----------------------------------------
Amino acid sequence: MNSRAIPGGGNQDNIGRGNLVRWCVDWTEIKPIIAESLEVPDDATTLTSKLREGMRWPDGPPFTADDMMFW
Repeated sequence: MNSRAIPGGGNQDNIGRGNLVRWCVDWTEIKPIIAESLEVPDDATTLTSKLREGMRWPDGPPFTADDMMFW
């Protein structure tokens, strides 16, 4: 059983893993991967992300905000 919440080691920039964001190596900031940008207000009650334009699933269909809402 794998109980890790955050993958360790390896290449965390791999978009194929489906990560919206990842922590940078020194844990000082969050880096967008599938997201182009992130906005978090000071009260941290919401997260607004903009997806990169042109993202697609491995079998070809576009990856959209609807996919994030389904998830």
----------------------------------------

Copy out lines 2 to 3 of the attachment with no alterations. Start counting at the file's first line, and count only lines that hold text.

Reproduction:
Repeated sequence: MNSRAIPGGGNQDNIGRGNLVRWCVDWTEIKPIIAESLEVPDDATTLTSKLREGMRWPDGPPFTADDMMFW
């Protein structure tokens, strides 16, 4: 059983893993991967992300905000 919440080691920039964001190596900031940008207000009650334009699933269909809402 794998109980890790955050993958360790390896290449965390791999978009194929489906990560919206990842922590940078020194844990000082969050880096967008599938997201182009992130906005978090000071009260941290919401997260607004903009997806990169042109993202697609491995079998070809576009990856959209609807996919994030389904998830």